This one simple trick helps seniors live longer


If you’re elderly here’s some excellent news. That daily card or board game with friends? Those long hours spent chatting in the café?

They’re good for you.

Elderly people who socialize everyday are much more likely to live longer, while isolating them is one of the worst things you can do for their health as well as their well-being.

So reports a major new study, based on multiple five-yearly surveys of more than 28,000 elderly Chinese over a 20-year period.

Those who socialized every day were nearly 60% less likely to die in any given year than those who didn’t really socialize at all, report researchers Ziqiong Wang, Yi Zheng, Haiyan Ruan, Liying Li, Linjia Duan and Sen He from the department of cardiology at Sichuan University in China. This was among the very elderly: The average age of the participating subject was 89 years old. The research, published in the peer-reviewed Journal of Epidemiology and Community Health, was based on the long-running Chinese Longitudinal Healthy Longevity Study.

 “This study found that frequent participation in social activity was associated with prolonged overall survival time,” the researchers found. They added: “From baseline to 5 years of follow-up, the more frequent the social activity, the more prolonged the survival time…social participation was a strong protective factor of health and longevity for older people.” Participating in social activities every day was associated with prolonged survival time even beyond five years, they added.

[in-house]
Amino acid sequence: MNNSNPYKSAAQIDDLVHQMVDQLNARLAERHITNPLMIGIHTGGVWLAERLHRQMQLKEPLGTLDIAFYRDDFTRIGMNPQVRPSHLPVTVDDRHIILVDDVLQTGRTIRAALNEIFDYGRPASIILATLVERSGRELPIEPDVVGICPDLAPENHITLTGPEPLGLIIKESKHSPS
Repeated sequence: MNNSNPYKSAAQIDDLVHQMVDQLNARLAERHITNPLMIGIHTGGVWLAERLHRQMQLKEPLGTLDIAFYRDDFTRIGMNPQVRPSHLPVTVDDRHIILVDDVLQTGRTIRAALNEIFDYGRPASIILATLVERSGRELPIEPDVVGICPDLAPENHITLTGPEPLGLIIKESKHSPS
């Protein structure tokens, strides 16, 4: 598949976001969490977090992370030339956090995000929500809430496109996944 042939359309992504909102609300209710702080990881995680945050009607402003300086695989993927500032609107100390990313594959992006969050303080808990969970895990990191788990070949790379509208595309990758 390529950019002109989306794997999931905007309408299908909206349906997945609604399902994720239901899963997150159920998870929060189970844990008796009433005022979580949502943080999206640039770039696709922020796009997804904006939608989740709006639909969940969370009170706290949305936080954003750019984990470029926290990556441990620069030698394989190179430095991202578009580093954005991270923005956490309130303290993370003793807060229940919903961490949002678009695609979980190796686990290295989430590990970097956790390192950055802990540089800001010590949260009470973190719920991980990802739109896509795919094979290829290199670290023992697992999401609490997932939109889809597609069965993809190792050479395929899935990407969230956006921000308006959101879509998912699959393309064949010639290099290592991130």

This may be the biggest contribution yet to the growing evidence that regular, daily social contact is a key factor for health among the elderly, and especially among the very elderly—in addition to being a key factor for quality of life. Other studies—such as this one published last year and this one published in 2020 have found much the same thing. Other studies have found that elderly people who socialize more may be less likely to develop dementia, heart disease or depression.

Technically, they can’t prove that socializing makes older people healthier or live longer, only that older people who do socialize a lot tend to be healthier and live longer. (All these “observational” studies, which are based on observing people as they go about their daily lives, suffer from obvious limitations. You couldn’t really prove causation unless you were free to lock 10,000 subjects up in a lab, like rats or guinea pigs, for five or 10 years, and some people might object to that on ethical grounds.)

So the connection between socializing and living longer may involve correlation as well as, or instead of, causation. Those who have lots of friends, for example, may be less likely to smoke, more likely to be physically active, and more likely to eat healthier foods, the researchers note.

Nonetheless the growing evidence shows a pretty strong connection between staying social and living a longer, healthier life. It’s been over a decade since pop science writer Malcolm Gladwell wrote about the town of Roseto, Pa., where the strong social bonds of the Italian-American community coincided with apparently longer, healthier lives.




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